Mapping Antarctic Crevasses at High Spatiotemporal Resolution with Deep Learning applied to Synthetic Apertur Radar Data
- 1School of Earth and Environment, University of Leeds, Leeds, United Kingdom
- 2School of Geographical Sciences, University of Bristol, Bristol, United Kingdom
- 3School of Computing, University of Leeds, Leeds, United Kingdom
Understanding how the presence of fractured ice alters the dynamics, hydrology and energy balance of glaciers and ice shelves is important in determining the future evolution of the Antarctic Ice Sheet (AIS). However, these processes are not all well understood, and large-scale quantitative observations of fractures are sparse. Fortunately, the large amount of satellite data covering Antarctica gives us the opportunity to change this.
The Sentinel-1 satellite cluster, from the European Space Agency's Copernicus programme, has acquired synthetic aperture radar (SAR) data over the AIS with a repeat period of 6-12 days for the last 8 years. A broad range of crevasse types are visible in this imagery: rifts, surface crevasses and some basal crevasses on ice shelves, and fine surface crevasses on grounded ice streams - even those bridged by snow or pixel-scale in width.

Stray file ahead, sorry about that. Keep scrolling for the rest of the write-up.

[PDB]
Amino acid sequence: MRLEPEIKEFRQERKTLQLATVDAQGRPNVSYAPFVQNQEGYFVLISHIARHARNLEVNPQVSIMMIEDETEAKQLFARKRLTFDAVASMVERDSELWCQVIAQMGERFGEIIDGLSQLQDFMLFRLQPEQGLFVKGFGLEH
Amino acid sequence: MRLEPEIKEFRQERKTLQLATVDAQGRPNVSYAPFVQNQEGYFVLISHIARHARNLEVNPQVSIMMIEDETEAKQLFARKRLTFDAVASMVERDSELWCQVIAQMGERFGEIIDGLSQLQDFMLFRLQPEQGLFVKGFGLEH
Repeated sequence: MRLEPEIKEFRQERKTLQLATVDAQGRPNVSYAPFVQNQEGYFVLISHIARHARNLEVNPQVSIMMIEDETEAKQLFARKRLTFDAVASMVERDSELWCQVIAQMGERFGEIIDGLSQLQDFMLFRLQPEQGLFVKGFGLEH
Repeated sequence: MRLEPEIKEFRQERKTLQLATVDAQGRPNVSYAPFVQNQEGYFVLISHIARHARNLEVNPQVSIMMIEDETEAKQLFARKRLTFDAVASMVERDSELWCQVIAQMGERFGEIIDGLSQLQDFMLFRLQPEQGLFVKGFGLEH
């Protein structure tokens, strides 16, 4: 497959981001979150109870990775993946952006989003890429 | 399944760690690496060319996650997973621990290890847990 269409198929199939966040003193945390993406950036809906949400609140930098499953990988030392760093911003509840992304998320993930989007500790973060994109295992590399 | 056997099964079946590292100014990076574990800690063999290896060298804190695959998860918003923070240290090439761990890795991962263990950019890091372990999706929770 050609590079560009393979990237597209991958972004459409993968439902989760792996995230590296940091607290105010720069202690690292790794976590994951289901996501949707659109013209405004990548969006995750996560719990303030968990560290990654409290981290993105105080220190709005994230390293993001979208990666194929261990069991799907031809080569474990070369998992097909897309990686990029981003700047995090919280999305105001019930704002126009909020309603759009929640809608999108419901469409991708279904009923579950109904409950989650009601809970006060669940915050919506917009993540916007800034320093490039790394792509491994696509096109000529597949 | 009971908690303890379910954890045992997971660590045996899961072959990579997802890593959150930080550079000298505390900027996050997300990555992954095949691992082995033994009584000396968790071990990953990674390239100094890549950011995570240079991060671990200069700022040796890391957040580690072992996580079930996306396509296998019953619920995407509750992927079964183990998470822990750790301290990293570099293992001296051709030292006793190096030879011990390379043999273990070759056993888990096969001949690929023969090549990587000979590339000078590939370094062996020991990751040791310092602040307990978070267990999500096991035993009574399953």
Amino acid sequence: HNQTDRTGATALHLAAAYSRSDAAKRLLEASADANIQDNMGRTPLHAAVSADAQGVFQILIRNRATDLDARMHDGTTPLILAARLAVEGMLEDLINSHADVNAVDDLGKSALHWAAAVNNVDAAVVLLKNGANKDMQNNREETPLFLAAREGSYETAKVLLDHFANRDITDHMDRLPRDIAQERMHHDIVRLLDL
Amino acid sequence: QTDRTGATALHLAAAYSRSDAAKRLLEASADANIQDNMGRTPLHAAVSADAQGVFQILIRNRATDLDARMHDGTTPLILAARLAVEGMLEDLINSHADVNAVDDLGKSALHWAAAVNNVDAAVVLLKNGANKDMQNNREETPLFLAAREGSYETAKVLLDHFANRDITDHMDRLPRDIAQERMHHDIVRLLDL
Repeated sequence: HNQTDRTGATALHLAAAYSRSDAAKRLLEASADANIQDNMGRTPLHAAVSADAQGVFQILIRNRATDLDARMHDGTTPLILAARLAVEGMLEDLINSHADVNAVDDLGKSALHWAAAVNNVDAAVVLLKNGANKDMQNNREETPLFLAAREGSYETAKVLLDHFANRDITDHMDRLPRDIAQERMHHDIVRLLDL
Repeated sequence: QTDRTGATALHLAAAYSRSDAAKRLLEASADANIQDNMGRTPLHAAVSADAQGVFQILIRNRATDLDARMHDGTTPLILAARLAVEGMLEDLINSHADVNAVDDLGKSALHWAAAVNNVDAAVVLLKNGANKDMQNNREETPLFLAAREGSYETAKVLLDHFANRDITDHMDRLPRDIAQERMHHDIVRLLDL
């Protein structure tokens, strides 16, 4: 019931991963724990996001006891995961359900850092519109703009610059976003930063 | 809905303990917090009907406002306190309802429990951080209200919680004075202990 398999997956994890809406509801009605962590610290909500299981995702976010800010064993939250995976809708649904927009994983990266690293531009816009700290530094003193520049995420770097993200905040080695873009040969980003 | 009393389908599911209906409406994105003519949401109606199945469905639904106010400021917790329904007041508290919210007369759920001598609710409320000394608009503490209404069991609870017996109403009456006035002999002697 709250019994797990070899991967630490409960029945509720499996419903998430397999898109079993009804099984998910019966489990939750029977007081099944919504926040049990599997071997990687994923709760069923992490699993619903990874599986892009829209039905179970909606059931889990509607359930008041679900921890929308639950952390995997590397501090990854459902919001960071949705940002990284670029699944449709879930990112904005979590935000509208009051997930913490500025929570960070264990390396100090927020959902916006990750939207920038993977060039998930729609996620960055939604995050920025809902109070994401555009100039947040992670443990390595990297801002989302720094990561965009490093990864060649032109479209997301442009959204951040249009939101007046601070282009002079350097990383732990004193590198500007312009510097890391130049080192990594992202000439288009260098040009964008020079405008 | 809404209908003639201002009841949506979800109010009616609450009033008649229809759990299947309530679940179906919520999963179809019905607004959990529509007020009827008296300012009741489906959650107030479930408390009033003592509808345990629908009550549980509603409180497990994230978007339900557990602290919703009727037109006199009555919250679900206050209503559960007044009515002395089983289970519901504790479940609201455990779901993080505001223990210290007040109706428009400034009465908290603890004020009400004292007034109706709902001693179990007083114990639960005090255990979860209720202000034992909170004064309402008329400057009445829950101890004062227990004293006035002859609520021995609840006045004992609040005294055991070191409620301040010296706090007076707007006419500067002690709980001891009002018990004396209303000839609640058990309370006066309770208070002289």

In this study, we use machine learning to automatically map crevasses in this imagery; producing monthly composite maps over the AIS at 50m resolution. We developed algorithms to partition crevasses into those on grounded and floating ice, and extract these features in parallel using a mixture of convolutional neural networks, trained in a weakly supervised way, and more traditional computer vision techniques.
Having developed parallelisable routines for the large-scale batch processing of SAR data, we have processed every Sentinel-1 acquisition over the Antarctic Ice Sheet. The resulting dense timeseries of fracture maps allows us to assess the evolution of crevasses during the Sentinel-1 acquisition period. By measuring the density of fractures we develop a method to quantify structural change on ice shelves, and investigate those of the Amundsen Sea Embayment. We show an increase in crevassing in buttressing regions of the Pine Island and Thwaites ice shelves over the last 8 years, with observed changes elsewhere in the Amundsen Sea dominated by the advection of existing crevasses.
Finally, we develop methods demonstrating how our fracture data can be assimilated into numerical modelling experiments aiming to quantify the impact of ice shelf fracture on glacier dynamics.
How to cite: Surawy-Stepney, T., Hogg, A. E., Cornford, S. L., and Hogg, D.: Mapping Antarctic Crevasses at High Spatiotemporal Resolution with Deep Learning applied to Synthetic Apertur Radar Data, EGU General Assembly 2023, Vienna, Austria, 24–28 Apr 2023, EGU23-14207, https://doi.org/10.5194/egusphere-egu23-14207, 2023.